It's 1950 on San Pedro Island in the American Pacific Northwest. Commercial fisher Carl Heine Jr.'s dead body is pulled out of the water in a fishing net by his crew, he who died of head trauma. Kazuo Miyamoto is charged with his murder. Carl and Kazuo were once friends, had known each other since childhood, but WWII has placed a strain on any sort of relationship between the ethic Japanese and Caucasian populations of the area, the Japanese population which was and is still substantial on the island. Carl had motive regarding a land dispute between the two families, land which Carl's mother eventually sold from under the Miyamotos and which Carl had just repurchased. Evidence also points to Kazuo being on the water with Carl probably sometime during his last voyage, evidence which Kazuo knew would put him in a bad light, adding on top of being Japanese, and thus decided not to disclose to the investigating sheriff at the time he was questioned. Kazuo and his wife Hatsue's fear come ...Written by
Of the film, to production designer Jeannine Oppewall, "it shows the arbitrary and capricious nature of life - its randomness - something very difficult for us humans to accept. We all too often resort to a court of law because we need someone to blame." See more »
A Coast Guard form, reporting weather and shipping messages, in the lighthouse scene lists the Coast Guard as part of the Department of Transportation, which was created in 1960. The Coast Guard was under the Department of the Treasury until 1967. See more »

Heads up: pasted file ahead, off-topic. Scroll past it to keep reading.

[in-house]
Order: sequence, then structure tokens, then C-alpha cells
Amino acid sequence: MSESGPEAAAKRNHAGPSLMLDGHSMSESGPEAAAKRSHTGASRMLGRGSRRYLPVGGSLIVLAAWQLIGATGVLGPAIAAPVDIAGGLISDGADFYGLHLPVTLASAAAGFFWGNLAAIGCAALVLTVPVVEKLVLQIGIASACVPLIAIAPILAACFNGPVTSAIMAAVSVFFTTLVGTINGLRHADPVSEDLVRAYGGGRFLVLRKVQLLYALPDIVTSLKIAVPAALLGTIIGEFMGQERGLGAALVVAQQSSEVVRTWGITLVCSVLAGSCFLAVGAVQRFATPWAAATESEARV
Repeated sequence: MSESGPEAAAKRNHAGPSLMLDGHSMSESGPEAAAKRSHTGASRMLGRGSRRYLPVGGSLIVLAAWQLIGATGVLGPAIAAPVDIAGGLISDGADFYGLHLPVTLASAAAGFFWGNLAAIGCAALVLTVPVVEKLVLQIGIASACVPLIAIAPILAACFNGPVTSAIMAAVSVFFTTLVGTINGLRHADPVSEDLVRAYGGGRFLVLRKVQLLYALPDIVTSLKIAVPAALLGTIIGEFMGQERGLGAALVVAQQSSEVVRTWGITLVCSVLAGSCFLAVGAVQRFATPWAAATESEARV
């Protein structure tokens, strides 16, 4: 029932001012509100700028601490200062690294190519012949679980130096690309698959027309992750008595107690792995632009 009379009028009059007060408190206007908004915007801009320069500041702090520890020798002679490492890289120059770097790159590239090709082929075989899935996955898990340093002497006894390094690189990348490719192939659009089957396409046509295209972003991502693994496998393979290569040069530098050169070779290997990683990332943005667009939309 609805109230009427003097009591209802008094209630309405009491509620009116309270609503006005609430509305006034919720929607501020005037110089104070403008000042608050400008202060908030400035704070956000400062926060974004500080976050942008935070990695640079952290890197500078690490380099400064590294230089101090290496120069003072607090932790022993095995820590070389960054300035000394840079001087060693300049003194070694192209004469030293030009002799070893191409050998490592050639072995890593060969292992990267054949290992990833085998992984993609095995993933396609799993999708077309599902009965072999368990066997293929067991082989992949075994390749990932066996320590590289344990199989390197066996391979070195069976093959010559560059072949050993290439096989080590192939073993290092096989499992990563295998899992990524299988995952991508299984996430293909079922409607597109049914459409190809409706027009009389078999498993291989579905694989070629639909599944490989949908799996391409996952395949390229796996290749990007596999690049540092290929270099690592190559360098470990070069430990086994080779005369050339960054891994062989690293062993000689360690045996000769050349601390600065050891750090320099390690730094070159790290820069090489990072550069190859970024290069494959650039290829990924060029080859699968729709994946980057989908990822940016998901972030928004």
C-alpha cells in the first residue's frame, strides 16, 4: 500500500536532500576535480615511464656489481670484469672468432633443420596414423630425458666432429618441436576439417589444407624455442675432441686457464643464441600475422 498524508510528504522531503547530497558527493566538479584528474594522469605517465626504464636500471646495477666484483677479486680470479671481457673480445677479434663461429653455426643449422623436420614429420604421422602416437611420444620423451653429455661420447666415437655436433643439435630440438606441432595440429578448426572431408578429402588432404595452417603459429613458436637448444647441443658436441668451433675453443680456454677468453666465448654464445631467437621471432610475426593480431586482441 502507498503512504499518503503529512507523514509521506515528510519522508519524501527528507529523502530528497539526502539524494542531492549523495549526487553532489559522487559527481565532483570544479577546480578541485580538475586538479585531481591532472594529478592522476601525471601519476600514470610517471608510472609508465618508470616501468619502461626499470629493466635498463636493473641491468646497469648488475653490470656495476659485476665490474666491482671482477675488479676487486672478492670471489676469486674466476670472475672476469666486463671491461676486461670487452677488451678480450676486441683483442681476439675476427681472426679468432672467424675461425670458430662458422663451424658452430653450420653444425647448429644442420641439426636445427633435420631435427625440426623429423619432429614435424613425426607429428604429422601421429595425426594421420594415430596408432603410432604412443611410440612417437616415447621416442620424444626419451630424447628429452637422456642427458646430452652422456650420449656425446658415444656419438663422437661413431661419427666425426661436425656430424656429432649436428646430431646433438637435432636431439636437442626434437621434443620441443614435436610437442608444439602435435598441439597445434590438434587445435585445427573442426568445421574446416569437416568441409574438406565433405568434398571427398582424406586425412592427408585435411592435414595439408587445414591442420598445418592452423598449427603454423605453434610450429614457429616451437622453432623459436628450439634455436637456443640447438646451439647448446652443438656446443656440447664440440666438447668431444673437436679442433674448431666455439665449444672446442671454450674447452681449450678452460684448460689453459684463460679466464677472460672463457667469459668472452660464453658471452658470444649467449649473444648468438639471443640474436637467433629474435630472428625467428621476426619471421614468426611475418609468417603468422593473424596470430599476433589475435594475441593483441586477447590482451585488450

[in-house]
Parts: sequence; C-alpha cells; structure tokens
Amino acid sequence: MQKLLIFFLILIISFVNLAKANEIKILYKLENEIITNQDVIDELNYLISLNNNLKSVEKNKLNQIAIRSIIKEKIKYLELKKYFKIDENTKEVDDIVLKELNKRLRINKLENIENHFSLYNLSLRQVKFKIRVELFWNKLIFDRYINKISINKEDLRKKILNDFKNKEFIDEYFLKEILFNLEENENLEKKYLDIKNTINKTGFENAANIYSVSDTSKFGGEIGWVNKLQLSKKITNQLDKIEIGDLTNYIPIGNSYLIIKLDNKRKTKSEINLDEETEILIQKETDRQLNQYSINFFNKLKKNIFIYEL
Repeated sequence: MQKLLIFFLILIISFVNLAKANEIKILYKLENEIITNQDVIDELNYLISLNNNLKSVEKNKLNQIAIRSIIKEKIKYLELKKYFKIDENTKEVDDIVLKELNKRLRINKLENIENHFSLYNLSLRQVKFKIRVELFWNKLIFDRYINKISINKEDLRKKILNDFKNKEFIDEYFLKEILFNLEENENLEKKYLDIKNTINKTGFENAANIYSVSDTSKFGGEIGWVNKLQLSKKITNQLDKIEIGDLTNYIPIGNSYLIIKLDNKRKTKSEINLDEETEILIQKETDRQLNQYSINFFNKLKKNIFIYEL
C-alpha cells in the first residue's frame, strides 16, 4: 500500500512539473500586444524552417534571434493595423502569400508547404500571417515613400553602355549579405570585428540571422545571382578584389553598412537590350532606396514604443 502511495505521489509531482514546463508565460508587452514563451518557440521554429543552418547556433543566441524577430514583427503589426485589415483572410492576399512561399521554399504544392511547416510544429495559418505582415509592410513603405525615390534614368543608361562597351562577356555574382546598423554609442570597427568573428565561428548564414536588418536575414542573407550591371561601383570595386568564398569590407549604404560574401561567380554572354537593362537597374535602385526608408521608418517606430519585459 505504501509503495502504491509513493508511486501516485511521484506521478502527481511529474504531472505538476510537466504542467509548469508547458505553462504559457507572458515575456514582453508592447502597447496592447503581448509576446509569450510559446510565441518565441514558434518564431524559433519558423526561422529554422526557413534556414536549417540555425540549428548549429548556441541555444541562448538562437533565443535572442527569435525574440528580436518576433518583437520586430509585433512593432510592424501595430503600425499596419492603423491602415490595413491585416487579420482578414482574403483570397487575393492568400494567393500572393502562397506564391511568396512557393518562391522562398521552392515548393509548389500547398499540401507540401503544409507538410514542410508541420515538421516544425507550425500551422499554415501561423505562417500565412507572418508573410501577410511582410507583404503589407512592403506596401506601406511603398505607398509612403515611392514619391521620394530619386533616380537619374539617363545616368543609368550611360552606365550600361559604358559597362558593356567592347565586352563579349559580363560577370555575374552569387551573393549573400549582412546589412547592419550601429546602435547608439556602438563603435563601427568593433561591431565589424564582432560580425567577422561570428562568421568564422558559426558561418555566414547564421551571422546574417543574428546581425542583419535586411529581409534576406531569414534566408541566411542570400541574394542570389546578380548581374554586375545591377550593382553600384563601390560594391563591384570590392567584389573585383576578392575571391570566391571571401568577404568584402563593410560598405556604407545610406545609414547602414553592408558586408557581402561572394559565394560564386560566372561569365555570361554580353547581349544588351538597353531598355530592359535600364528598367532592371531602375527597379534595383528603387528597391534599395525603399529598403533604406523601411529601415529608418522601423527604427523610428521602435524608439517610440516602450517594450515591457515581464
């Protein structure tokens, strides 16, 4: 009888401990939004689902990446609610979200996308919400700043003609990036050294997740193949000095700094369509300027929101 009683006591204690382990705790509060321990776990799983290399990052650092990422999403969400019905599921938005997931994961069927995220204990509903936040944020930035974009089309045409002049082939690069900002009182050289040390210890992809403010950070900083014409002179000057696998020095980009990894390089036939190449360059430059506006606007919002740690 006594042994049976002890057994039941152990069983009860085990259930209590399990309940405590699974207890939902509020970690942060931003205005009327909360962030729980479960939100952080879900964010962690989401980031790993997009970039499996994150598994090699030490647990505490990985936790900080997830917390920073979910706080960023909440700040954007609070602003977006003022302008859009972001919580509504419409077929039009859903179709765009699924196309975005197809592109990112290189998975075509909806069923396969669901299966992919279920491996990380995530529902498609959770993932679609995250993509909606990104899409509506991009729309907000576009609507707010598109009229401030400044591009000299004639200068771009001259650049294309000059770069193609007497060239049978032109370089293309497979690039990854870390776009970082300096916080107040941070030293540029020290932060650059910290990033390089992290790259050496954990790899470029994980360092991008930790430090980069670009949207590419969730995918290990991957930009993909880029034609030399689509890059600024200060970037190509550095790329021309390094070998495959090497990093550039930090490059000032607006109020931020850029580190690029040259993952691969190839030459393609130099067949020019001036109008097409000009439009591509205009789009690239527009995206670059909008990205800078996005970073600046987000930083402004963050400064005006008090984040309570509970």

It takes a rare thing, a turning point, to free oneself from any obsession. Be it prejudice or hate, or, even love.
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Jan Rubes and Sheila Moore are on the credits despite their scenes being deleted. See more »
A murder-mystery / love story set against the backdrop of a small island community in post-WWII north western United States.
This movie is based on the book of the same name by author David Guterson. It is *highly* recommended to read the book before watching this movie as, in the opinion of this reviewer, the movie is an unintelligible mess that leaves out vitally important material to the understanding of the plot.
While it is not always possible to retain the feeling and spirit of a work of fiction through the screenplay writing process, I believe that this is one case in which the screen writers failed to capture the essence of the characters and what the author was trying to impart, despite the fact that Mr. Guterson was involved in the process.
Even though the movie departs from book in several vital area's that drastically change the symbology and moral of the story, the cinematography in this movie is splendid; it captures a feeling of 1950's Americana in very convincing fashion and by itself, this imagery brings much of the feeling of time home to the viewer in a real and emotionally dramatic sense.
It is really too bad that more was not done to preserve the beautiful symbology of the book and, though it must be a difficult task, that the essence of the characters was not more carefully interpretted in a true-to-the-book fashion. The director comments that he was not attempting a very literal translation, and in this I think he makes a rather grave mistake and ends up doing both the movie and the story a disservice.
Again, I highly recommend reading the book before watching this movie, even though it might take away from your appreciation of the cinematography as you struggle to reconcile the directors choices with the authors obvious intended meaning.
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